Rachel Whiteread (born 1963) is a Turner Prize-winning artist, best known for her sculptures, which typically take the form of casts. She is one of the so-called Young British Artists, and exhibited at the Royal Academy's Sensation exhibition in 1997. She created House, a large concrete cast of the inside of a Victorian house, and a resin sculpture, Monument, for the empty plinth in London's Trafalgar Square.
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- I make all this stuff in the studio, but I also work on these white elephants — like House or Untitled Monument — things that are incredibly ambitious, take an awful long time to do, involve a lot of controversy, an awful lot of people, and don't make any money particularly, but it's just because I need to make them.
- We still have prostitutes standing on our corner, and people crapping round the back of buildings. The charms are still there.
- On her home-studio in Bethnal Green, as quoted in "Still breaking the mould" by Gordon Burn in The Guardian (11 October 2005)
- I think the difference between me and some of the other YBAs [Young British Artists] was that I was ambitious for the work, and not ambitious for myself.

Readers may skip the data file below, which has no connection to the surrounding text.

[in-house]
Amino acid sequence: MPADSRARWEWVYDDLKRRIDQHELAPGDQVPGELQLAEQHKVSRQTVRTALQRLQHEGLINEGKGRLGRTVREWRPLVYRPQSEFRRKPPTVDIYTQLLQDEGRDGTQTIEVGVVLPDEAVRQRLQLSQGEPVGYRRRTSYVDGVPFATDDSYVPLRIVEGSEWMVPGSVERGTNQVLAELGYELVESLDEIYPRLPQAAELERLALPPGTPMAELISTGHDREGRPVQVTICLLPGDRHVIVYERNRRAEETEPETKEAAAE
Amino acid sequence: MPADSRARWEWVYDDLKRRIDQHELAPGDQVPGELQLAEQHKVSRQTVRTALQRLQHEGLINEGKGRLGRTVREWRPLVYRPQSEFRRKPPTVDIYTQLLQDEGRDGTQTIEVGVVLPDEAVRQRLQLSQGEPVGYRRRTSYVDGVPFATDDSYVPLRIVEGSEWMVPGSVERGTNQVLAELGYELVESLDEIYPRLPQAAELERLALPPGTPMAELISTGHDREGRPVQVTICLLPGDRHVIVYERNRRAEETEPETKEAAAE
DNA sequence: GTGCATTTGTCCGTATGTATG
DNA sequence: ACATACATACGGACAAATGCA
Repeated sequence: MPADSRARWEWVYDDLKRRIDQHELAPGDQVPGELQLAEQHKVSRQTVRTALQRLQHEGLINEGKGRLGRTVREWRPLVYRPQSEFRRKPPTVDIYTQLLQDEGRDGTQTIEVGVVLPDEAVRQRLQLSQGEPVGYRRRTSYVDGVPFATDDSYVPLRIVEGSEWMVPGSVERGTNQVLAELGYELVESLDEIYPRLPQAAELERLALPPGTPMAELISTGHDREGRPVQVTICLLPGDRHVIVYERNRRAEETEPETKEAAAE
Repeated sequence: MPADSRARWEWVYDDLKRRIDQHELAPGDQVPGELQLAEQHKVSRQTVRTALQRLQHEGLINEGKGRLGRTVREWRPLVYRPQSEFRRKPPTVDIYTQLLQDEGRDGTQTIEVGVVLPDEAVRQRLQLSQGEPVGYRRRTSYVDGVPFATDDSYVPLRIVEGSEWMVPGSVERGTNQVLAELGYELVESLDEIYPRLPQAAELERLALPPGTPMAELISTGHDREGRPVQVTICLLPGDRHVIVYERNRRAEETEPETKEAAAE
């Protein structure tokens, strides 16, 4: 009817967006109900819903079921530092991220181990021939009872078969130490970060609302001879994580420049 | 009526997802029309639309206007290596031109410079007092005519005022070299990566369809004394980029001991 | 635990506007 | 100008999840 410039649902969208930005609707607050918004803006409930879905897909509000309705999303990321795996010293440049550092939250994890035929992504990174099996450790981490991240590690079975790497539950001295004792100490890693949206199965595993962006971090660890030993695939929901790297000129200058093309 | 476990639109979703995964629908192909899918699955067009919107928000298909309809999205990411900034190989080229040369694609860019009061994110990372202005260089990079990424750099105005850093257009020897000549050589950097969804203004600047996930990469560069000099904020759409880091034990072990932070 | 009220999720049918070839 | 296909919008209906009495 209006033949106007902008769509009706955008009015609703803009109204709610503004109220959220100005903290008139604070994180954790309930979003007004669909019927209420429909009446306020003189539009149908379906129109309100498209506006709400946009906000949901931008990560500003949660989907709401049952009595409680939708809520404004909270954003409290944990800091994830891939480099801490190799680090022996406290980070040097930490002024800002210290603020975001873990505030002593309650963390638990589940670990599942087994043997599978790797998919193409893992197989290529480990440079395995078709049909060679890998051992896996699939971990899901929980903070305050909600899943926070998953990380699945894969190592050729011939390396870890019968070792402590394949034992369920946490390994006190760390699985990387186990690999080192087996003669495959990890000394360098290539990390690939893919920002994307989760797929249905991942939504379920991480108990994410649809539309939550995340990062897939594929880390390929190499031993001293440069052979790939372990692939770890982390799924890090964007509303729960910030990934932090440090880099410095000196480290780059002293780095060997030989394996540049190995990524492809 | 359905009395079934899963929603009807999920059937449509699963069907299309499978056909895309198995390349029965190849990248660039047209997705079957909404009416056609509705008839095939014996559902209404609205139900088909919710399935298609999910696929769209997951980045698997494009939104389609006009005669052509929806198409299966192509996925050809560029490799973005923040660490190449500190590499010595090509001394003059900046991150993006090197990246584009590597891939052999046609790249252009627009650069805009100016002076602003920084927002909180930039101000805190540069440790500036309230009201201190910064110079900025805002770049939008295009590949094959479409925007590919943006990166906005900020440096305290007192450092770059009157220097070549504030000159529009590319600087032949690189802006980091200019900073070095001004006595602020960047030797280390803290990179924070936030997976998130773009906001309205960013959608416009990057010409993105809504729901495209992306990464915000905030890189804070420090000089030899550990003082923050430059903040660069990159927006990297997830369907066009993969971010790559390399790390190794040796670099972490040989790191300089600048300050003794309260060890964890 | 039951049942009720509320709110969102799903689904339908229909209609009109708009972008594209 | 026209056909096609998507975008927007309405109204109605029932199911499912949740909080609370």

- As quoted in "Still breaking the mould" by Gordon Burn in The Guardian (11 October 2005)
- I don't want to make plop art — sculpture that just gets plopped down in places. I wouldn't want to litter every corner of the world with my sculpture.
- I became aware of Louise Bourgeois in my first or second year at Brighton Art College. One of my teachers, Stuart Morgan, curated a small retrospective of her work at the Serpentine, and both he and another teacher, Edward Allington, saw something in her, and me, and thought I should be aware of her. I thought the work was wonderful. It was her very early pieces, The Blind Leading the Blind, the wooden pieces and some of the later bronze works. Biographically, I don't really think she has influenced me, but I think there are similarities in our work. We have both used the home as a kind of kick-off point, as the space that starts the thoughts of a body of work. I eventually got to meet Louise in New York, soon after I made House. She asked to see me because she had seen a picture of House in the New York Times while she was ironing it one morning, so she said. She was wonderful and slightly kind of nutty; very interested and eccentric. She drew the whole time; it was very much a salon with me there as her audience, watching her. I remember her remarking that I was shorter than she was. I don't know if this was true but she was commenting on the physicality of making such big work and us being relatively small women. When you meet her you don't know what's true, because she makes things up. She has spun her web and drawn people in, and eaten a few people along the way.